The “Me Generation” has now passed, and it is no longer in vogue to focus upon the “Me, Me, Me” refrain that once permeated societal acceptance of the selfishness allowed. There followed, in some quarters of social consciousness, a turning away from the “self” and instead focused upon empathy for others, service towards a selfless society, and a cohesion that was glued by a conscientious attitude of selfish disregard.
Except, of course, in the quiet workings of those more devious than the rest of us, it merely became a marketing tool in order to create greater wealth while declaring that it was for the greater good of society.
Thus did it become advertised that drinking a certain brand of coffee was “good for the world”, that buying certain products “helped the environment”, and driving certain vehicles cut down the pollutants and emissions in order to “save” the planet — all the while, those very same companies reaped profits and the people flew around spewing vast amounts of exhaust plumes into the blue skies above.
The fact is, the Priority of Me has never changed in this universe, ever since the first man or woman looked into the reflection posed from a placid lake or pond and saw that there was a “Me” distinct from a “You” or some other. From that moment onwards, the Law of Self-Regard would take hold. The “priority of me” has not changed; it is reflective of a society that constantly advertises cosmetic artifice and promotes youth, beauty and first impressions as the mainstay of relevant values.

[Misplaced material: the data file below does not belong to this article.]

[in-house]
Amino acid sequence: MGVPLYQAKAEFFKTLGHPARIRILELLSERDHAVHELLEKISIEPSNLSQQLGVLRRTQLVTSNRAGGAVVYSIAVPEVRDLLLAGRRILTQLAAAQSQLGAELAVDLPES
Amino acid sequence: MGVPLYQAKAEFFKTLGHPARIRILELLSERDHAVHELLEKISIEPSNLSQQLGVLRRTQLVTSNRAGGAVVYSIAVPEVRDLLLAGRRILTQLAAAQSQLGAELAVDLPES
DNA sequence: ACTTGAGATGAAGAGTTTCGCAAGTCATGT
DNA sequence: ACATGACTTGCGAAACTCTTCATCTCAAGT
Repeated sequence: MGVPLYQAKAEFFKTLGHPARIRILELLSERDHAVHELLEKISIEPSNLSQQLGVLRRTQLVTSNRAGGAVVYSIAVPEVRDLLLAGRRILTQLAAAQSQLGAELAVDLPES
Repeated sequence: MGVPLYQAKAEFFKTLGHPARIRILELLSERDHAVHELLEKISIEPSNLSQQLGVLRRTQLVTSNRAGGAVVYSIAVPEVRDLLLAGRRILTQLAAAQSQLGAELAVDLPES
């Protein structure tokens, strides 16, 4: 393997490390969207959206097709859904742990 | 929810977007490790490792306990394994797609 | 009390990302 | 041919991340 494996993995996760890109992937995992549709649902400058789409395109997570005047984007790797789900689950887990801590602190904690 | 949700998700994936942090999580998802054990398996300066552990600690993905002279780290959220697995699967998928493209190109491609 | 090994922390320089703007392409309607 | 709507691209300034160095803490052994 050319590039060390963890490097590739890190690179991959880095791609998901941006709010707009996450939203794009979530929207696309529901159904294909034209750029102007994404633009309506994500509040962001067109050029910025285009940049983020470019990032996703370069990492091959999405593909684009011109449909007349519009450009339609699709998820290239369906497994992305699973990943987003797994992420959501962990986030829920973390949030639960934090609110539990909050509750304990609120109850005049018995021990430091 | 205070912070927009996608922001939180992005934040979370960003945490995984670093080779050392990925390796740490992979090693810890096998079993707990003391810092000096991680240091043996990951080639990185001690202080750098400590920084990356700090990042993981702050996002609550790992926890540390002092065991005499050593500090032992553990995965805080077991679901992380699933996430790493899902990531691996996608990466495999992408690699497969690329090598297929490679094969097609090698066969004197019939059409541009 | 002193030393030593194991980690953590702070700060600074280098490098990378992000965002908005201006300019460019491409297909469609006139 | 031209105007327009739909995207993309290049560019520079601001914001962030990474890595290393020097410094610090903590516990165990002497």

Ultimately, one may ask, is there anything wrong with such an ordering of priorities? If not me, then who? If not you, then why not me?
For Federal employees and U.S. Postal workers who suffer from a medical condition such that the medical condition prevents the Federal or Postal worker from performing one or more of the essential elements of one’s Federal or Postal job, it is important to recognize that the priority of me extends to the Federal agency and the Postal facility throughout — for, once you divulge the fact that you intend to file for Federal Disability Retirement benefits with the U.S. Office of Personnel Management, whether you are under FERS, CSRS or CSRS Offset, they begin to treat you as an “outsider” who can no longer benefit the “priority of me”.
Medical conditions necessitate a reordering of priorities, and it is important to make that “me” as a greater priority by focusing upon one’s health; but always remember that the “Me Generation” that purportedly had passed has, in fact, never disappeared, and the Federal Agency or the Postal Service will begin to systematically exclude you in favor of themselves — or, from their perspective, making themselves as the “Me Priority”.
No, the “Me Generation” never disappeared; instead, like a chameleon, they simply changed their appearances.
Robert R. McGill, Esquire